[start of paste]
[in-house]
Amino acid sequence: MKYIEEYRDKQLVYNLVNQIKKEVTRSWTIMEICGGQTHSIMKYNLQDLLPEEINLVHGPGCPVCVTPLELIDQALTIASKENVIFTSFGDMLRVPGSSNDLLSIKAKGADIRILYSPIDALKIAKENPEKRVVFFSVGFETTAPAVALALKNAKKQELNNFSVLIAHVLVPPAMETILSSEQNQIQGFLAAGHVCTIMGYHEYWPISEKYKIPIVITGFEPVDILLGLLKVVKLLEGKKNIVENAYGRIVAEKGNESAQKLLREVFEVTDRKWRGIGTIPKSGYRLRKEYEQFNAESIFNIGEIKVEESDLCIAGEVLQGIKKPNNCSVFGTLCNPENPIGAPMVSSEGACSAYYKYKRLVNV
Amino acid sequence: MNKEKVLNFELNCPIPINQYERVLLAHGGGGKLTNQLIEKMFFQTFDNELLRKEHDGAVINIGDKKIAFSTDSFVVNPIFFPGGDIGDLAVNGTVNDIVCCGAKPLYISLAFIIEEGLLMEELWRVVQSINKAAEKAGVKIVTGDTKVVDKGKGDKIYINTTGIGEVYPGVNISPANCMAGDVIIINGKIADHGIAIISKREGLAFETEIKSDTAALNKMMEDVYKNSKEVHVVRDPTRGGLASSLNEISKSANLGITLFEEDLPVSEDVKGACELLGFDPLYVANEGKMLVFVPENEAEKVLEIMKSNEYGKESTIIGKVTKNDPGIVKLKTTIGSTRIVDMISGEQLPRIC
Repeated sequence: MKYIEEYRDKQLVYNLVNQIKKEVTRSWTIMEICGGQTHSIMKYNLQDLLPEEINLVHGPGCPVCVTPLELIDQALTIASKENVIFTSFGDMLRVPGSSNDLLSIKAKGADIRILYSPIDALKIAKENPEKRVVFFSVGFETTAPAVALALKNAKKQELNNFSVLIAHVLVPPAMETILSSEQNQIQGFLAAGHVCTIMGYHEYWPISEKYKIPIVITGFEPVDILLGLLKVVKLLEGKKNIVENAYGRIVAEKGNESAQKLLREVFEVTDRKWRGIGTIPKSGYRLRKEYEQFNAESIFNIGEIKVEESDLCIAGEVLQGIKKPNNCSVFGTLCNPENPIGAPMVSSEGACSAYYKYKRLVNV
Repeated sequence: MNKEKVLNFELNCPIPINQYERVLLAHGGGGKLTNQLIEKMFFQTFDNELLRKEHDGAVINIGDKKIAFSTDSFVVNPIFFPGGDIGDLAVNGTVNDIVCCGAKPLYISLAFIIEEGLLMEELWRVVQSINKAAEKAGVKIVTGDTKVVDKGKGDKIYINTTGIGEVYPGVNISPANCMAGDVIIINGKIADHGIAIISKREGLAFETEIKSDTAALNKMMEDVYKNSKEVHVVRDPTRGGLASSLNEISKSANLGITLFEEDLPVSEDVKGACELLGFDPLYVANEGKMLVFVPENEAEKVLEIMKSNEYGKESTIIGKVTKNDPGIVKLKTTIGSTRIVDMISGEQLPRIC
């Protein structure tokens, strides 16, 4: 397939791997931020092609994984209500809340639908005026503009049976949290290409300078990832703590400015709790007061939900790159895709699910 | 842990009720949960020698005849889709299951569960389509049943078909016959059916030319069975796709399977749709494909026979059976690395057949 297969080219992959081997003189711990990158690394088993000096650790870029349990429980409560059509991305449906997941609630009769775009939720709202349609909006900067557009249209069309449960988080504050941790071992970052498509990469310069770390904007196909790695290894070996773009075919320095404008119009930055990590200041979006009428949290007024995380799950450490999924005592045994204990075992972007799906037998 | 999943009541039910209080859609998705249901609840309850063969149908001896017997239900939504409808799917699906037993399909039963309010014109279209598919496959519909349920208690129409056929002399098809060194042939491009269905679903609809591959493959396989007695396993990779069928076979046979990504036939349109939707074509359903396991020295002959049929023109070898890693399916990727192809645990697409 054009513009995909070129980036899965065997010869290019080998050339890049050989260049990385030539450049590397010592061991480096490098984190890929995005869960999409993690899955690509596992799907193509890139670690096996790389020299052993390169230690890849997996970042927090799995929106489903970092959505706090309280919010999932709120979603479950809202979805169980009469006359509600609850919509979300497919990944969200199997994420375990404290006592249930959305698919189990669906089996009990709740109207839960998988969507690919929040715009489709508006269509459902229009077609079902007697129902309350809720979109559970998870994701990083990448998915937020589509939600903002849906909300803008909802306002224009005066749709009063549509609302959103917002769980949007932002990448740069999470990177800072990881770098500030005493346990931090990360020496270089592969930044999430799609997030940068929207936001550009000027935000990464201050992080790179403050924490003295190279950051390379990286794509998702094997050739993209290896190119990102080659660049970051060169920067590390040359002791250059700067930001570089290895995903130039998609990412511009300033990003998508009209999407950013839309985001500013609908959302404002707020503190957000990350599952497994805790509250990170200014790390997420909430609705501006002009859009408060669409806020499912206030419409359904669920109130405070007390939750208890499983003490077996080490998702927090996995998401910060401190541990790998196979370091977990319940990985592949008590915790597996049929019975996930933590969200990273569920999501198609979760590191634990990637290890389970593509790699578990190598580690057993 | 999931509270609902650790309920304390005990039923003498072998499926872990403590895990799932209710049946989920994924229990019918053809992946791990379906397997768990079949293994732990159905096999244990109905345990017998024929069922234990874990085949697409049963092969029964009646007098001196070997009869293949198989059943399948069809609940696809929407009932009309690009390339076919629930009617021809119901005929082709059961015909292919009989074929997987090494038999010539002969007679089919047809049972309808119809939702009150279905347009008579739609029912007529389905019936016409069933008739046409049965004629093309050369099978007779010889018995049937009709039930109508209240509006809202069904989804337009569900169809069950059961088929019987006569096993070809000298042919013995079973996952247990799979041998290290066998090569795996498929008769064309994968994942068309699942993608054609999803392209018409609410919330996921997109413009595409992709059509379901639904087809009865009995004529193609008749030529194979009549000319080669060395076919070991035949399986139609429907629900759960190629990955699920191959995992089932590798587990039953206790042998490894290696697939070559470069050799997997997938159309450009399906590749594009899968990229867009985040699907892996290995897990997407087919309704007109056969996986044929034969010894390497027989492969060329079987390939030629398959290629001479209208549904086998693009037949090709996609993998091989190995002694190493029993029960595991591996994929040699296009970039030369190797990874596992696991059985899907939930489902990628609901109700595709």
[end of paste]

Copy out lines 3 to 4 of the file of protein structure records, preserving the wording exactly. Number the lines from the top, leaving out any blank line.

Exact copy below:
Amino acid sequence: MNKEKVLNFELNCPIPINQYERVLLAHGGGGKLTNQLIEKMFFQTFDNELLRKEHDGAVINIGDKKIAFSTDSFVVNPIFFPGGDIGDLAVNGTVNDIVCCGAKPLYISLAFIIEEGLLMEELWRVVQSINKAAEKAGVKIVTGDTKVVDKGKGDKIYINTTGIGEVYPGVNISPANCMAGDVIIINGKIADHGIAIISKREGLAFETEIKSDTAALNKMMEDVYKNSKEVHVVRDPTRGGLASSLNEISKSANLGITLFEEDLPVSEDVKGACELLGFDPLYVANEGKMLVFVPENEAEKVLEIMKSNEYGKESTIIGKVTKNDPGIVKLKTTIGSTRIVDMISGEQLPRIC
Repeated sequence: MKYIEEYRDKQLVYNLVNQIKKEVTRSWTIMEICGGQTHSIMKYNLQDLLPEEINLVHGPGCPVCVTPLELIDQALTIASKENVIFTSFGDMLRVPGSSNDLLSIKAKGADIRILYSPIDALKIAKENPEKRVVFFSVGFETTAPAVALALKNAKKQELNNFSVLIAHVLVPPAMETILSSEQNQIQGFLAAGHVCTIMGYHEYWPISEKYKIPIVITGFEPVDILLGLLKVVKLLEGKKNIVENAYGRIVAEKGNESAQKLLREVFEVTDRKWRGIGTIPKSGYRLRKEYEQFNAESIFNIGEIKVEESDLCIAGEVLQGIKKPNNCSVFGTLCNPENPIGAPMVSSEGACSAYYKYKRLVNV